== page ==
Tuesday, August 21, 2007

CD's Silver Anniversary

The Compact Disk celebrated it's 25th anniversary on Friday of last week. The first ones rolled out of a production plant in Germany in August of 1982, and the world of music (and data storage) has been forever changed.

I remember the days of vinyl and cassettes very well. As a teenager, I would love rushing to Record Giant in the plaza to spend hard earned money buying the latest 45 singles or albums. When I was in college and didn't have the space to be hauling around turntables and large boxes of records, cassettes were the cheaper alternative. My co-op job in New Jersey during the summer of 1985 was really when I got a lot of new music on tape. But tapes would break, and vinyl could get scratched easily.

I remember when CDs started to appear in local record stores I'd visit post-college in 1989. At the time, they still only took up a small section of the stores. Christmas of 1990, the first Christmas after my wife and I got married, she bought me a six-disk CD changer component for our home stereo system (she spent a lot of money for it too as they were quite expensive at the time). One of the first CDs in our collection was the four-disk Led Zepplin box set that had just been released. I was hooked!

Initially I focused on replacing albums that I had on vinyl or cassette - to have the better recording quality. Prince was one of the first artists whose whole catalogs I quickly sought. Most other folks I would get greatest hits collections as they were released to suffice - to have those most known songs in the new format. I joined my share of CD clubs too (remember when they were called 'record clubs'?) - BMG and Columbia House. It was very easy to build a collection quickly when you were getting 14 disks for a dollar.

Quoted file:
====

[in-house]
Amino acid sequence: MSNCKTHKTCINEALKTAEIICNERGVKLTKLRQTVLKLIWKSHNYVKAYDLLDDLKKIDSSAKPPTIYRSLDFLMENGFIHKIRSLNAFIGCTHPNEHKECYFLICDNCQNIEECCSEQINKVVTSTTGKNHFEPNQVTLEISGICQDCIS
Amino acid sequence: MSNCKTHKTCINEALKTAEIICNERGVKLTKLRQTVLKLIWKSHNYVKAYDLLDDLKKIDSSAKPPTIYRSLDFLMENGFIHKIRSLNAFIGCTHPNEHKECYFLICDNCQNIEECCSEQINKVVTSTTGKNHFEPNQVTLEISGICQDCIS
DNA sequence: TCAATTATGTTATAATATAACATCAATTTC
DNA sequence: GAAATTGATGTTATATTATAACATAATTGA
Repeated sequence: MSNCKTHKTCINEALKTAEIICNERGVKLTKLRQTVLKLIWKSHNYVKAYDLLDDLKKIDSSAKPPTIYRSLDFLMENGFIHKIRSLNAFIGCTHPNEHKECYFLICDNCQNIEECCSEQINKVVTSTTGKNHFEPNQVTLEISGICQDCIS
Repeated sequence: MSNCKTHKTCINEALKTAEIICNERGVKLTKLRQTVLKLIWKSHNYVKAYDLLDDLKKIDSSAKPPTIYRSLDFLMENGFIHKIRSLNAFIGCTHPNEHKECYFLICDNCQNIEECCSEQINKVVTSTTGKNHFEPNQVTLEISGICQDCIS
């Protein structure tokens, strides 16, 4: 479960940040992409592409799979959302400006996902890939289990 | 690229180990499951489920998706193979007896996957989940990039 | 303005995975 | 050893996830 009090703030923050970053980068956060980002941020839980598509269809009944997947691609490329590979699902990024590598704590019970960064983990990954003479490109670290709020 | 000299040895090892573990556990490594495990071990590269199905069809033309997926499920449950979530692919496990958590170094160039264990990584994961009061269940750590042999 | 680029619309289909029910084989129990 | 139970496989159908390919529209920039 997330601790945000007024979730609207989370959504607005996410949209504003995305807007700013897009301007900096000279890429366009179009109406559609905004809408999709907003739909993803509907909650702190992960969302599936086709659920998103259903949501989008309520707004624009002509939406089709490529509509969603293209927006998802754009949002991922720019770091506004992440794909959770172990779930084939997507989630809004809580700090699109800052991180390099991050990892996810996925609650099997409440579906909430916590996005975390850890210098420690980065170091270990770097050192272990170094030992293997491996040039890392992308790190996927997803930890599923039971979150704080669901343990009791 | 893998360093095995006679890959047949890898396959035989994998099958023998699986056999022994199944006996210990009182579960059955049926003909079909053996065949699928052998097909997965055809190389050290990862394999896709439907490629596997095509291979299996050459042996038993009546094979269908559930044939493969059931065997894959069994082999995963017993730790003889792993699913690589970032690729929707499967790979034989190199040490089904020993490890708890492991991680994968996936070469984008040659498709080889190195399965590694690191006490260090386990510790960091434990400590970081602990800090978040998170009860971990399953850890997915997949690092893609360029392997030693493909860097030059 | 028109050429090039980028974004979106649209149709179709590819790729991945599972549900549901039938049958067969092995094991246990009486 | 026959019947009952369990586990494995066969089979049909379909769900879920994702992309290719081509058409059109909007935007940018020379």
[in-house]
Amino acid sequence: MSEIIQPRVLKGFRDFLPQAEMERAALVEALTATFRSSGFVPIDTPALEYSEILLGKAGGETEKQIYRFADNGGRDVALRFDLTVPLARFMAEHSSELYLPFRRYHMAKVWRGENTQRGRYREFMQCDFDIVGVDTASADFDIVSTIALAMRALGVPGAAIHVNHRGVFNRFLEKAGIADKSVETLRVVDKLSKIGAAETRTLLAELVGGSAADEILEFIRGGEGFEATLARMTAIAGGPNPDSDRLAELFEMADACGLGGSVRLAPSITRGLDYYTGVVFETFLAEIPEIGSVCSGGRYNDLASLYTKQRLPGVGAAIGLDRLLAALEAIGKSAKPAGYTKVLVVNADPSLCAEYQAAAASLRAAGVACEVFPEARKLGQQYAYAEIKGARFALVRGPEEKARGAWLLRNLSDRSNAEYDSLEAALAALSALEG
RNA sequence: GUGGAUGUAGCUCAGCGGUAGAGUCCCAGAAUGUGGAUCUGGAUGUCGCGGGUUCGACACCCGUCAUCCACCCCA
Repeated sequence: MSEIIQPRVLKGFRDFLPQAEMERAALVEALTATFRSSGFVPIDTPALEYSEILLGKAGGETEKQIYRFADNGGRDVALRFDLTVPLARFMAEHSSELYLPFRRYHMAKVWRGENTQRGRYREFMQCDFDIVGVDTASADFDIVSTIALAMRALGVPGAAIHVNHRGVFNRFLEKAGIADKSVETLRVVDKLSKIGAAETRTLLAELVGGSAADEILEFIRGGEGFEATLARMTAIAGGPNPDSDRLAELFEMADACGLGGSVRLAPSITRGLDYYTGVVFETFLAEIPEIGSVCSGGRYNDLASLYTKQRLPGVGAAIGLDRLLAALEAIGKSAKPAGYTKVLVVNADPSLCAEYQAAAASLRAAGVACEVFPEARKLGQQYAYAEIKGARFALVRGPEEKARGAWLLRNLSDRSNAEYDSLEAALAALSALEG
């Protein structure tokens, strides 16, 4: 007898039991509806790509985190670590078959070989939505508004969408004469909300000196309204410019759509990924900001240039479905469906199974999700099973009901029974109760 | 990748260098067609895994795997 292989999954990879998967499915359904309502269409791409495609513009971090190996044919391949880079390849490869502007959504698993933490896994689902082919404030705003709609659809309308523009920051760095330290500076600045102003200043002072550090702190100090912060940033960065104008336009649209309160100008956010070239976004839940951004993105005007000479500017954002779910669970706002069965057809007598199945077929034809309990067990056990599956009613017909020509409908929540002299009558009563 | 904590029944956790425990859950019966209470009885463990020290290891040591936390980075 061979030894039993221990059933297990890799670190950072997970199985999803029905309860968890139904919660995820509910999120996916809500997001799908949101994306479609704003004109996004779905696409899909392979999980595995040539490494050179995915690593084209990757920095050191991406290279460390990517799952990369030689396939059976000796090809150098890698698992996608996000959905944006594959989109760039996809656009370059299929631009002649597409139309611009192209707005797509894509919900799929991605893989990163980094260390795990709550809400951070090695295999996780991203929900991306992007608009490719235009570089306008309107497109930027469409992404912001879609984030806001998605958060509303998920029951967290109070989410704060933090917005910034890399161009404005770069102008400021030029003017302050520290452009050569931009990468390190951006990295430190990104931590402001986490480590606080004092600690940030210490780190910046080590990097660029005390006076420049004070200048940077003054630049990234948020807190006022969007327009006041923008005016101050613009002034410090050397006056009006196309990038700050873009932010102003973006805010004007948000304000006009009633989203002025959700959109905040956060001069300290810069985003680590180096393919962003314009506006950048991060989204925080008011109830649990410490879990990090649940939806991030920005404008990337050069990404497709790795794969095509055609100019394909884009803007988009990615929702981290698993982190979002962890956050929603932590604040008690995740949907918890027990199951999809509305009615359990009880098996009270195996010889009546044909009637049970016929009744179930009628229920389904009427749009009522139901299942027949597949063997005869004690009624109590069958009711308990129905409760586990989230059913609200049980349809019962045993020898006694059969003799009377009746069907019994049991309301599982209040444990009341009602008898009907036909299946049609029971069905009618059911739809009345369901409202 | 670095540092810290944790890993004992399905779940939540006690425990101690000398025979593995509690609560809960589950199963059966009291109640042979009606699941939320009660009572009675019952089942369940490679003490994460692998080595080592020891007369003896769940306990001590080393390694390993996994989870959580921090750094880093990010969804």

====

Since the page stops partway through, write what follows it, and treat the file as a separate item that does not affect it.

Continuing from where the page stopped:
When the CD-RW drives started showing up on computers in the late 90's and beyond, that just opened up a whole new window. No longer would I need to worry about hundreds of floppy disks which too easily got messed up (one good magnet and boom - data gone). I could burn lots of data onto a single, shiny disk. I don't know how we ever survived without them?

Today, a CD player in the car is a must (the week I had to drive my in-laws car, when my Suzuki Sidekick was on it's last legs, I nearly went bonkers because their Suzuki did not have a CD player. I was forced to listen to the radio the entire time.). My clock radio for years has been one with a CD player in it - I wake up every morning usually to the first notes of whatever song it is set to on the disk. Every boombox we have in the house now has a CD player in it. And I'm sure a lot of people can relate to all this too. There is a whole generation out there who do not remember a time when CDs weren't around (I seemed to have said the same thing a few weeks ago about MTV too).

Will there come a time when CDs will go the way of the 78rpm record (or vinyl in general) or the beta tape? Probably. But in the meantime, I'll just happily enjoy this wonderful little invention of the last quarter century.


apachedug said...

Hi Martin--hey, just letting you know you have a typo in yout CD blog (about the first ones rolling outta Germany in 2005);

I was going to say something yesterday, but figured you'd see it for yourself--but just in case you haven't...

You're the Pop Culture Man!

Martin said...

Thanks, Doug. D'oh! How did I miss that math? Must have had something on my mind. I appreciate the catch - it's corrected.